After hearing about the death of top Orca trainer Dawn Brancheau on February 24, 2010, writer/director Gabriela Cowperthwaite became intrigued by the SeaWorld party line explaining to the media the incident was completely human error. They said it was Branchaeu’s ponytail that did her in—an unnecessarily added appendage for the whale to grab hold of and drag her down. But even if this were truth, could the highly lucrative marine mammal park chain really justify placing no blame on the animal that ultimately took both her arm and life? So, as the world turned its attention on this tragedy and the resulting OSHA case looking to ensure humans no longer perform with killer whales unless separated by a barrier, Cowperthwaite decided to dig deeper and see exactly where everything went wrong.
The product of her research—alongside co-writer Eli B. Despres—is the riveting documentary Blackfish. Working backwards from Brancheau’s death, the film not only discovers the circumstances leading to her monstrous assailant Tilikum being in the same pool as her but also provides an unfiltered expose on the theme park itself. While SeaWorld unsurprisingly refused to partake in the project despite numerous attempts—head trainer Kelly Clark‘s testimony is seen from courtroom transcripts, however—Cowperthwaite found a slew of ex-employees to flesh out the emotionally heart-wrenching tale. Trainers who spent years of their lives at the park and ultimately became its face during their tenure speak candidly about the job’s conditions, researchers explain captivity’s effect on Orcas, and horrific footage shows how helpless these beasts can make even the most experienced professionals.
Remorseful divers who kidnapped baby whales for SeaWorld as far back as the 70s explain the communal nature the creatures had as shrieking adults stayed to watch their offspring stretchered and taken away. Scientists tell us how these animals live long lives comparable to humans, have a larger brain with a section that makes them more emotionally conscious than mankind, and live healthily in peaceful familial contingents while in the wild. A highly intelligent species, it’s easy to see the appeal of turning them into performers because they train well and astonish all who see them. But as this level of consciousness allows a strong bond with their handlers, it must also give them the knowledge to understand the conditions of their captivity. Innocent creatures rotting in jails as property, it’s amazing their frustrations didn’t show earlier.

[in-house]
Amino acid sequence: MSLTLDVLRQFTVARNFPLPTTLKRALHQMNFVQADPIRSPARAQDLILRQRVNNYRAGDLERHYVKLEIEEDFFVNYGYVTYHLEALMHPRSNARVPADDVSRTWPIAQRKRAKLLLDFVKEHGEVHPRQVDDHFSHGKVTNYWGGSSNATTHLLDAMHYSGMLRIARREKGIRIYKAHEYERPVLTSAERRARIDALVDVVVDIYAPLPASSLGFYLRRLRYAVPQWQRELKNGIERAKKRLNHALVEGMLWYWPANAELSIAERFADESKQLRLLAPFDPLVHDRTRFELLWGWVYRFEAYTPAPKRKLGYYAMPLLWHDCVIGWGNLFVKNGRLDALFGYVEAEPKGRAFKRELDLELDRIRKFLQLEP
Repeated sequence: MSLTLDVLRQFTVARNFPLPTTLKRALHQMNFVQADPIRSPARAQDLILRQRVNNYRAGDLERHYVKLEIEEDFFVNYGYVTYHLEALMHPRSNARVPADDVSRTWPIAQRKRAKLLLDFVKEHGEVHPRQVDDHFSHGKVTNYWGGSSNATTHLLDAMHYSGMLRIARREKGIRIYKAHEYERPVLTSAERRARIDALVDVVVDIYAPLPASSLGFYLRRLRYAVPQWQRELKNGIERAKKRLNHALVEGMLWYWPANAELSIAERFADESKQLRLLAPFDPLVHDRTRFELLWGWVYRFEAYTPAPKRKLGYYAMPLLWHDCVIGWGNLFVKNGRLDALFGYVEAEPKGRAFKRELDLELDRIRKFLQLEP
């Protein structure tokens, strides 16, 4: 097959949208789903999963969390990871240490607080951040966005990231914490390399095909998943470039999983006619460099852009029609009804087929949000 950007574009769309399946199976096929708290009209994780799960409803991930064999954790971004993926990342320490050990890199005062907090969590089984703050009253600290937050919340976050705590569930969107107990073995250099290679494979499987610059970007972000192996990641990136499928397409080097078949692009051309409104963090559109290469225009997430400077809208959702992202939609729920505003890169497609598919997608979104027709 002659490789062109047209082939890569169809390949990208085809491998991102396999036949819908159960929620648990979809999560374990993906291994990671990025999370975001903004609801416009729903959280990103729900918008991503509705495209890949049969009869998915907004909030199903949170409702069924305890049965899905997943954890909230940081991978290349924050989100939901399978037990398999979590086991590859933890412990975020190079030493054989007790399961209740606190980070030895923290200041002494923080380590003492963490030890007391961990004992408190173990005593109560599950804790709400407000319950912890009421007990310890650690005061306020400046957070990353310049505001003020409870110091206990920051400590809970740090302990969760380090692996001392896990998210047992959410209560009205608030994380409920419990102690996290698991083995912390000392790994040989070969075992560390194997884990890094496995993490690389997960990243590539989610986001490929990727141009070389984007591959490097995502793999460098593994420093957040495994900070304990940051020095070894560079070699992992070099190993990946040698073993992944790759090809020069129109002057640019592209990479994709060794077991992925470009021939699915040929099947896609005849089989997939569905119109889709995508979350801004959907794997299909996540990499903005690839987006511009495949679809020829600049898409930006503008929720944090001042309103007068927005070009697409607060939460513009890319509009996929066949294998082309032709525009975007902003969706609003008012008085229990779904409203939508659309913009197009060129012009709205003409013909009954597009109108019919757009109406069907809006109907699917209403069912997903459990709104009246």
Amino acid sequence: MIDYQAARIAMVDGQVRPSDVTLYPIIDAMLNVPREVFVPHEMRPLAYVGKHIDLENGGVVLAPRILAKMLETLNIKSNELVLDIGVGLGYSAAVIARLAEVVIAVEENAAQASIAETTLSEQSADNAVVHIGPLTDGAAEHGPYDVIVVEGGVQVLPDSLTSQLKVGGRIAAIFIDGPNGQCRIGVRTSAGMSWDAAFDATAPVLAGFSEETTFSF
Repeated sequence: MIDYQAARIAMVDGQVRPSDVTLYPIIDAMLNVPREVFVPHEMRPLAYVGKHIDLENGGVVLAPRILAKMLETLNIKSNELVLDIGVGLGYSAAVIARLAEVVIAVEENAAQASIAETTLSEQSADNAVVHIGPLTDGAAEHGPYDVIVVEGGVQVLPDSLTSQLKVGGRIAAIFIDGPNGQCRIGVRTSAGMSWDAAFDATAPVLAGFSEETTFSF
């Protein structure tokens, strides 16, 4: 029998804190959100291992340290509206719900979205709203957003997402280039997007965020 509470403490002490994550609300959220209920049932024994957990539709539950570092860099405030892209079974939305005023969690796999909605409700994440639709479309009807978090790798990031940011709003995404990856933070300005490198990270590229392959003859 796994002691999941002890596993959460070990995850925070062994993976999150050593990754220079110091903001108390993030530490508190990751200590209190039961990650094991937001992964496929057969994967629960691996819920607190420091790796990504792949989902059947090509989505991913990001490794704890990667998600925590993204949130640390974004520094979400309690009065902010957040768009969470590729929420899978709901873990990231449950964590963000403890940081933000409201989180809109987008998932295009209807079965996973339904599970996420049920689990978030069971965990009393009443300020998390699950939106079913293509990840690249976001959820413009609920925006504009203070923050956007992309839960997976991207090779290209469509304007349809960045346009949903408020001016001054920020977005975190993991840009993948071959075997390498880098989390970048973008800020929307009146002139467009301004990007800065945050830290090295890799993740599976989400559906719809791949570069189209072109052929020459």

Except that they did. Any violent incident between a whale and its trainer should have raised red flags, but the evidence Cowperthwaite uncovers about Tilikum himself is unreal. The biggest Orca in the SeaWorld stable, his journey from the North Atlantic in 1983 to Orlando that fateful evening in 2010 is checkered at best and at worst a ticking time bomb executives knew was bound to explode. Eyewitnesses Corinne Cowell and Nadine Kallen recount his first victim’s on February 20, 1991 with Sealand of the Pacific casualty Keltie Byrne‘s demise. The story of Daniel Patrick Dukes is told by ex-trainers who arrived at work the morning Tilikum paraded the drifter’s body on his back. And despite any naive love John Hargrove, Samantha Berg, Jeffrey Ventrie, or Dean Gomersall had for the whale, signs of cover-up were seen and ignored by all.
In respect to the families of those deceased, the filmmakers take the high road by not showing any of the gruesome footage that must exist inside a park with cameras shooting every inch of space. Instead we bear witness to the shear strength of these whales via incidents that came a hair’s breadth from turning deadly. We watch trainers grabbed and pulled into the water whether as a playful gesture by an animal that doesn’t realize its own strength or an aggressive maneuver resulting from conditions only it knows for sure. San Diego whale Kasatka is seen toying with trainer Ken Peters for fifteen minutes as he calmly waits in earnest to see whether he’ll have a chance to swim towards safety or not and yet more people arrive to do the job each day.
No matter how much control SeaWorld and their young employees believe they wield, the truth is ultimately black and white. Some like Mark Simmons even think a happy relationship can still be acquired if those in charge take the time to evolve conditions into being closer to the Orca’s natural habitat. If we know they live in matriarchal groups, maybe we shouldn’t allow a male to spend its nights in close quarters with two females who abuse him by raking his flesh with their teeth. If we know how close a bond is built between mother and child, perhaps we shouldn’t blindly separate them and ignore the resulting pained screams and subsequent depression. Maybe a known killer like Tilikum should not only be barred from breeding 54% of SeaWorld’s offspring, but also never enter a tank with humans again.
There are a lot of what ifs and conjecture to wonder how Dawn Brancheau’s death could have been avoided. Whether a result of SeaWorld’s obviously loose notion of morality overall or simply the handling of Tilikum alone, something should have been done. To me the most glaring fact shared throughout the entirety of Blackfish is the utter lack of documented Orca attacks in the wild. Shouldn’t that say something to the idea it’s mankind who placed this stigma of danger upon them? Cowperthwaite wonderfully ensures the people interviewed have first-hand accounts to share through the eyes of a professional who has swan with these creatures and knows their potential. It’s a tragic story for all—including Tilikum—and hopefully this meticulously in-depth timeline of SeaWorld’s history will finally open enough eyes to prevent its continuation.
Blackfish is now in limited release and expanding. One can find more details on the official site.